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BMC Public Health. 2016 Apr 14;16:322. doi: 10.1186/s12889-016-2976-2.

A mixed-methods approach to understanding water use and water infrastructure in a schistosomiasis-endemic community: case study of Asamama, Ghana.

Author information

1
Department of Community Health, Tufts University, 574 Boston Avenue, Medford, Massachusetts, 02155, USA. karen.kosinski@tufts.edu.
2
Department of Civil and Environmental Engineering, Tufts University, Medford, Massachusetts, 02155, USA.
3
, Annapolis, Maryland, 21401, USA.
4
, P.O. Box 399, Teshie-Accra, Ghana.
5
, Springfield, Massachusetts, 01129, USA.
6
Mayo Medical School, Rochester, Minnesota, 55905, USA.
7
Department of Global Health, University of Washington, Seattle, Washington, 98112, USA.
8
, Somerville, Massachusetts, 02155, USA.
9
Department of Community Health, Tufts University, 574 Boston Avenue, Medford, Massachusetts, 02155, USA.

Abstract

BACKGROUND:

Surface water contaminated with human waste may transmit urogenital schistosomiasis (UGS). Water-related activities that allow skin exposure place people at risk, but public health practitioners know little about why some communities with access to improved water infrastructure have substantial surface water contact with infectious water bodies. Community-based mixed-methods research can provide critical information about water use and water infrastructure improvements.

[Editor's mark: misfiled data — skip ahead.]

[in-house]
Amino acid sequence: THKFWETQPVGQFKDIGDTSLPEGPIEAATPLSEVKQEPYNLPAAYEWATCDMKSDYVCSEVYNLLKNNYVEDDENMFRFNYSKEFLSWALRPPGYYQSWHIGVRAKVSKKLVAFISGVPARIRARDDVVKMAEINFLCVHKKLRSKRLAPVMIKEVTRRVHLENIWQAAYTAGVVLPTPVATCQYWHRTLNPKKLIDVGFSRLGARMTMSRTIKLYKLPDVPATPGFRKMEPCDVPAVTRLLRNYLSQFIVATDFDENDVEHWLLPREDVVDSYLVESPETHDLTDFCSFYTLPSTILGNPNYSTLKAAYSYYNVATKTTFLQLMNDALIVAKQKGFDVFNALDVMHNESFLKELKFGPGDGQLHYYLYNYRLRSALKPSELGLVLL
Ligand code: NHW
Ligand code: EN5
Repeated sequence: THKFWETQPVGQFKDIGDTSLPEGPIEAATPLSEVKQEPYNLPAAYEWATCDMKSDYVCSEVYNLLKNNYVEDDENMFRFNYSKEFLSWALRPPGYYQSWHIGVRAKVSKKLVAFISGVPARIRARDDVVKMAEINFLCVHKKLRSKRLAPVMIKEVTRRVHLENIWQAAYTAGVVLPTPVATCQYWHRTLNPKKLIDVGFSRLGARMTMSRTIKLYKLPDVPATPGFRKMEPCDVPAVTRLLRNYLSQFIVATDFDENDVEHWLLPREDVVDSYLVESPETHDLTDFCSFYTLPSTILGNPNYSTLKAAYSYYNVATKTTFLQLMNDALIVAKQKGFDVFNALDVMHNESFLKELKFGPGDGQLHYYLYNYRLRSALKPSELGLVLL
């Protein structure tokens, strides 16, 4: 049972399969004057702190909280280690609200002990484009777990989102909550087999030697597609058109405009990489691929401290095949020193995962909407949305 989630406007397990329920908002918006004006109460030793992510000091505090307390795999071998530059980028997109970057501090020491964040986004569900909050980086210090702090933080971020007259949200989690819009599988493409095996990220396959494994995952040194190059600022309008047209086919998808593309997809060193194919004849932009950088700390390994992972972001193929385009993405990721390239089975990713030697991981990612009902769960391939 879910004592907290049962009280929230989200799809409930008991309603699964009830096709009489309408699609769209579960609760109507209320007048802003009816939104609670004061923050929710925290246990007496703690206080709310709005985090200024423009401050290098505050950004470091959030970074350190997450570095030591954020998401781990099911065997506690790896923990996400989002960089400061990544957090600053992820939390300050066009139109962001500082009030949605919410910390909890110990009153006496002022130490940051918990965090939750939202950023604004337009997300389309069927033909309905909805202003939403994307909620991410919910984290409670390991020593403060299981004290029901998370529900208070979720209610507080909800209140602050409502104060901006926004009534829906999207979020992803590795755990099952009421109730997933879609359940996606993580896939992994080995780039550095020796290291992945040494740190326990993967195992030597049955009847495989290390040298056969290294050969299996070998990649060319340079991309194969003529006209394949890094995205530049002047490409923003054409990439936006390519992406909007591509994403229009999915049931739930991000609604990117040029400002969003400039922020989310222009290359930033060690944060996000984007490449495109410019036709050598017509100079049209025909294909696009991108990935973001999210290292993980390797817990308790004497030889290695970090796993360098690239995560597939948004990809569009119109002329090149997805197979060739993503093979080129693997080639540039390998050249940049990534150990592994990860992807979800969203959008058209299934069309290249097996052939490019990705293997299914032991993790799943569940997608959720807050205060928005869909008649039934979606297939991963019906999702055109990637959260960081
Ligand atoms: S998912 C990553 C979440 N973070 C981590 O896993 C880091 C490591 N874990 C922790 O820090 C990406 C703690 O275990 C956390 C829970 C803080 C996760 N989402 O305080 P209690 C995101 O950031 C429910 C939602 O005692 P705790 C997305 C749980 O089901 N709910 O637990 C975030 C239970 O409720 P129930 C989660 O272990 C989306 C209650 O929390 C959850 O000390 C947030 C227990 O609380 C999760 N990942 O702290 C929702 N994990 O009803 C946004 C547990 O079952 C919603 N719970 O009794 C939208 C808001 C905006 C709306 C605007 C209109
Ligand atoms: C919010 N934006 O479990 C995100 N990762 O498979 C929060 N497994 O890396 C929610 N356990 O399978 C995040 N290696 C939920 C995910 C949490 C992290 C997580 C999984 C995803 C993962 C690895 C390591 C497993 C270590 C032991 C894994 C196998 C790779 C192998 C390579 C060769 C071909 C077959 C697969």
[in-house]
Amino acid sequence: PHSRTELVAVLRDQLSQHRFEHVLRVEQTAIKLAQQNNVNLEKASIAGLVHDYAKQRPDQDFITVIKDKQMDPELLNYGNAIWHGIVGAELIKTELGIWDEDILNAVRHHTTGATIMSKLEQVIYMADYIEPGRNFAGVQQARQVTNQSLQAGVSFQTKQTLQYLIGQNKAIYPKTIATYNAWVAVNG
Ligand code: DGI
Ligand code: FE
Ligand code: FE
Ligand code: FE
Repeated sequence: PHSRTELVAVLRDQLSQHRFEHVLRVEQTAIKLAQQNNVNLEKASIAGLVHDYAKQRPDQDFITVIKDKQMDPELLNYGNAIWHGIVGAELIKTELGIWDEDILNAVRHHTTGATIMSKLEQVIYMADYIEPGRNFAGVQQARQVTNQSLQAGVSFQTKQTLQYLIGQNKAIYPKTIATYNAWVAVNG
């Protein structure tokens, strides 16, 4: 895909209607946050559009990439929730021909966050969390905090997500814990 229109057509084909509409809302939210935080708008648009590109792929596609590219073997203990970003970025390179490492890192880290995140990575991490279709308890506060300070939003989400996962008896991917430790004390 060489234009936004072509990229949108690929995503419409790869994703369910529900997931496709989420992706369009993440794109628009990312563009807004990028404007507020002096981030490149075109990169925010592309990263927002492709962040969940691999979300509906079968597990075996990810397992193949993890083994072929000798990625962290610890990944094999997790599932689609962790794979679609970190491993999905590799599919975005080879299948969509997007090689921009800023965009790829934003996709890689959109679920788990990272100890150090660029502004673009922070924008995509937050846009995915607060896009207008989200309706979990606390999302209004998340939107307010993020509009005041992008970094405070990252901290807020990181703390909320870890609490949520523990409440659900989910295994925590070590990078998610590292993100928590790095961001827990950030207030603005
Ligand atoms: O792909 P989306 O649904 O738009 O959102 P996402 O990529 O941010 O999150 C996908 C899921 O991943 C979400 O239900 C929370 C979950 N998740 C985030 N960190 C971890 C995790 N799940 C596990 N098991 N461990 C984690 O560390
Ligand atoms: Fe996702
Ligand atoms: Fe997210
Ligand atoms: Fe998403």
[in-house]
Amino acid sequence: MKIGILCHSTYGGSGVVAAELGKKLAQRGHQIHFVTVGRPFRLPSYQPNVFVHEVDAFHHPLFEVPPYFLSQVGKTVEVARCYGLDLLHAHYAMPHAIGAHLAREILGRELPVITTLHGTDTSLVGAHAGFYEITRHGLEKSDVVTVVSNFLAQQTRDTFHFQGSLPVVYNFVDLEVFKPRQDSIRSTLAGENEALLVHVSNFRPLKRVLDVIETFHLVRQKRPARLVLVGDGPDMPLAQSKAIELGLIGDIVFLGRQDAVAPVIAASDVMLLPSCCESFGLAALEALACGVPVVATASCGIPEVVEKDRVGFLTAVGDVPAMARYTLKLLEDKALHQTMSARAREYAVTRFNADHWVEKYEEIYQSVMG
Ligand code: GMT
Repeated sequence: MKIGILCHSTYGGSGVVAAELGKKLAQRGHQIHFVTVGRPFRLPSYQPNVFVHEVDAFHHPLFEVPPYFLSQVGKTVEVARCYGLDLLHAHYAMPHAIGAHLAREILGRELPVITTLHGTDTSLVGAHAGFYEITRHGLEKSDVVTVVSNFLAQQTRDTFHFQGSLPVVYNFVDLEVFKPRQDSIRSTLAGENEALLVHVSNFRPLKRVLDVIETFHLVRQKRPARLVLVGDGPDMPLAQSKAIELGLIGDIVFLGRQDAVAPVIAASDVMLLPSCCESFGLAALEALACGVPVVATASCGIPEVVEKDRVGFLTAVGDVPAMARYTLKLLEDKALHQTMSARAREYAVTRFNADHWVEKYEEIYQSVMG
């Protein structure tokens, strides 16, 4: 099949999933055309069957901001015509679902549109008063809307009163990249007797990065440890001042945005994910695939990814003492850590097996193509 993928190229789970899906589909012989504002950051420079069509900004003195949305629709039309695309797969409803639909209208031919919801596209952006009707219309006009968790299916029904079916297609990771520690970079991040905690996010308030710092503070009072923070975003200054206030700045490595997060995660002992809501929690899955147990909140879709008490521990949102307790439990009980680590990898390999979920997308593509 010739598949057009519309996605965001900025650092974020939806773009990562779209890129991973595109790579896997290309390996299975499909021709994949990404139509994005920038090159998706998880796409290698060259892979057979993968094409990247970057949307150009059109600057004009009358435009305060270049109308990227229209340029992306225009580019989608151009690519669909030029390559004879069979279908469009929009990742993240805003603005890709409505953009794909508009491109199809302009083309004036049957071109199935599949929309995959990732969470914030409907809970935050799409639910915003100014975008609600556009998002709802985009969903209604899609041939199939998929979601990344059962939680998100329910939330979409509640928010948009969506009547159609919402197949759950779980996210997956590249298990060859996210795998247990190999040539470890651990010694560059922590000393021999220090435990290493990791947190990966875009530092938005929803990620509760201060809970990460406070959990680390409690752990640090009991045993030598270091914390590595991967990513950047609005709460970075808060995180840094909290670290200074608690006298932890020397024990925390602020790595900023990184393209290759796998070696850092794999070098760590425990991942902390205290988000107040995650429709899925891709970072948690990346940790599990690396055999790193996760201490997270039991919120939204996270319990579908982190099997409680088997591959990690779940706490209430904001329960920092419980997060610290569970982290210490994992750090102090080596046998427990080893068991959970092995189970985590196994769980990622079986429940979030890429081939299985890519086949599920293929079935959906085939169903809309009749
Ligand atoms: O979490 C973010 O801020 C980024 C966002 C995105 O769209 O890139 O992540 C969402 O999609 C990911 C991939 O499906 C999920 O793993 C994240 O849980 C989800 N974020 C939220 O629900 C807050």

METHODS:

Our mixed-methods study assessed the context of water use in a rural community endemic for schistosomiasis.

RESULTS:

Eighty-seven (35.2 %) households reported using river water but not borehole water; 26 (10.5 %) reported using borehole water but not river water; and 133 (53.8 %) households reported using both water sources. All households are within 1 km of borehole wells, but tested water quality was poor in most wells. Schistosomiasis is perceived by study households (89.3 %) to be a widespread problem in the community, but perceived schistosomiasis risk fails to deter households from river water usage. Hematuria prevalence among schoolchildren does not differ by household water use preference. Focus group data provides context for water preferences. Demand for improvements to water infrastructure was a persistent theme; however, roles and responsibilities with respect to addressing community water and health concerns are ill-defined.

CONCLUSIONS:

Collectively, our study illustrates how complex attitudes towards water resources can affect which methods will be appropriate to address schistosomiasis.

KEYWORDS:

Borehole; Improved water source; Mixed-methods; River; Schistosoma haematobium; Surface water; Urogenital schistosomiasis; Water infrastructure

PMID:
27076042
PMCID:
PMC4831178
DOI:
10.1186/s12889-016-2976-2
[Indexed for MEDLINE]
Free PMC Article

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